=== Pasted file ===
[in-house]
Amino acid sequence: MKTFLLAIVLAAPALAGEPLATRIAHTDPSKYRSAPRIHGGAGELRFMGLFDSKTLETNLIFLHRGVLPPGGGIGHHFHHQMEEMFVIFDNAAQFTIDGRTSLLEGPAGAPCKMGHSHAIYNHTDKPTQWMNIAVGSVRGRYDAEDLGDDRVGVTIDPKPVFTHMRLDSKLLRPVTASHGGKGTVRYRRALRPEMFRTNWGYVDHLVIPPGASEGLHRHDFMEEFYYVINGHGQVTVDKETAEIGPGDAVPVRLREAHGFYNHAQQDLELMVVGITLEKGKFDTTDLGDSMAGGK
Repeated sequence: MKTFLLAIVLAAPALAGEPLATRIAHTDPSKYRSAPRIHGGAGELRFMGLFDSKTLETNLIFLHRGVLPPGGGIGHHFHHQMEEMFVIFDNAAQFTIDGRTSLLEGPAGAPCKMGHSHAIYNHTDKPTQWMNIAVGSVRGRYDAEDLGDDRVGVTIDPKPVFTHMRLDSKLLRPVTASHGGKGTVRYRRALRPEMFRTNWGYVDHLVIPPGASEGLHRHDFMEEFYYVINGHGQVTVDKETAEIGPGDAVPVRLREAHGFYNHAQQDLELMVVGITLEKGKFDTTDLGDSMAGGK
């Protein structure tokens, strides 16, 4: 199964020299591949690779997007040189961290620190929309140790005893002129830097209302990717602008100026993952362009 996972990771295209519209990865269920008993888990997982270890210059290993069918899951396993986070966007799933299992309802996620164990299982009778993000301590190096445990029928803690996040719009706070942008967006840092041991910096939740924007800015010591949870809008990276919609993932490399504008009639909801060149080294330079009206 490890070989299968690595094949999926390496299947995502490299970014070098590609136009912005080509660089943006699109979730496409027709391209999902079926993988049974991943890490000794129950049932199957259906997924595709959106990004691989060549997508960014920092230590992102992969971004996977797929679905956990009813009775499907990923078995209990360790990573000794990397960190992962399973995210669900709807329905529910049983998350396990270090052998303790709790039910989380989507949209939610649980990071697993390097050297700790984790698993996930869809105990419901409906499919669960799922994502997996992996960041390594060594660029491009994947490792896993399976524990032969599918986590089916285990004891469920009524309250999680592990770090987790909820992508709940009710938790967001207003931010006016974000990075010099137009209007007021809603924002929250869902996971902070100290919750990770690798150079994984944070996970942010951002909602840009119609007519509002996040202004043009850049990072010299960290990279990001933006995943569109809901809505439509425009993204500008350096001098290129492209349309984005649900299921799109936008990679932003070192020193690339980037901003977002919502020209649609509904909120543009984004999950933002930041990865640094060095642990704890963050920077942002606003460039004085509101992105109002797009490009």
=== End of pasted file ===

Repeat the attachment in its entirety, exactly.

[in-house]
Amino acid sequence: MKTFLLAIVLAAPALAGEPLATRIAHTDPSKYRSAPRIHGGAGELRFMGLFDSKTLETNLIFLHRGVLPPGGGIGHHFHHQMEEMFVIFDNAAQFTIDGRTSLLEGPAGAPCKMGHSHAIYNHTDKPTQWMNIAVGSVRGRYDAEDLGDDRVGVTIDPKPVFTHMRLDSKLLRPVTASHGGKGTVRYRRALRPEMFRTNWGYVDHLVIPPGASEGLHRHDFMEEFYYVINGHGQVTVDKETAEIGPGDAVPVRLREAHGFYNHAQQDLELMVVGITLEKGKFDTTDLGDSMAGGK
Repeated sequence: MKTFLLAIVLAAPALAGEPLATRIAHTDPSKYRSAPRIHGGAGELRFMGLFDSKTLETNLIFLHRGVLPPGGGIGHHFHHQMEEMFVIFDNAAQFTIDGRTSLLEGPAGAPCKMGHSHAIYNHTDKPTQWMNIAVGSVRGRYDAEDLGDDRVGVTIDPKPVFTHMRLDSKLLRPVTASHGGKGTVRYRRALRPEMFRTNWGYVDHLVIPPGASEGLHRHDFMEEFYYVINGHGQVTVDKETAEIGPGDAVPVRLREAHGFYNHAQQDLELMVVGITLEKGKFDTTDLGDSMAGGK
């Protein structure tokens, strides 16, 4: 199964020299591949690779997007040189961290620190929309140790005893002129830097209302990717602008100026993952362009 996972990771295209519209990865269920008993888990997982270890210059290993069918899951396993986070966007799933299992309802996620164990299982009778993000301590190096445990029928803690996040719009706070942008967006840092041991910096939740924007800015010591949870809008990276919609993932490399504008009639909801060149080294330079009206 490890070989299968690595094949999926390496299947995502490299970014070098590609136009912005080509660089943006699109979730496409027709391209999902079926993988049974991943890490000794129950049932199957259906997924595709959106990004691989060549997508960014920092230590992102992969971004996977797929679905956990009813009775499907990923078995209990360790990573000794990397960190992962399973995210669900709807329905529910049983998350396990270090052998303790709790039910989380989507949209939610649980990071697993390097050297700790984790698993996930869809105990419901409906499919669960799922994502997996992996960041390594060594660029491009994947490792896993399976524990032969599918986590089916285990004891469920009524309250999680592990770090987790909820992508709940009710938790967001207003931010006016974000990075010099137009209007007021809603924002929250869902996971902070100290919750990770690798150079994984944070996970942010951002909602840009119609007519509002996040202004043009850049990072010299960290990279990001933006995943569109809901809505439509425009993204500008350096001098290129492209349309984005649900299921799109936008990679932003070192020193690339980037901003977002919502020209649609509904909120543009984004999950933002930041990865640094060095642990704890963050920077942002606003460039004085509101992105109002797009490009």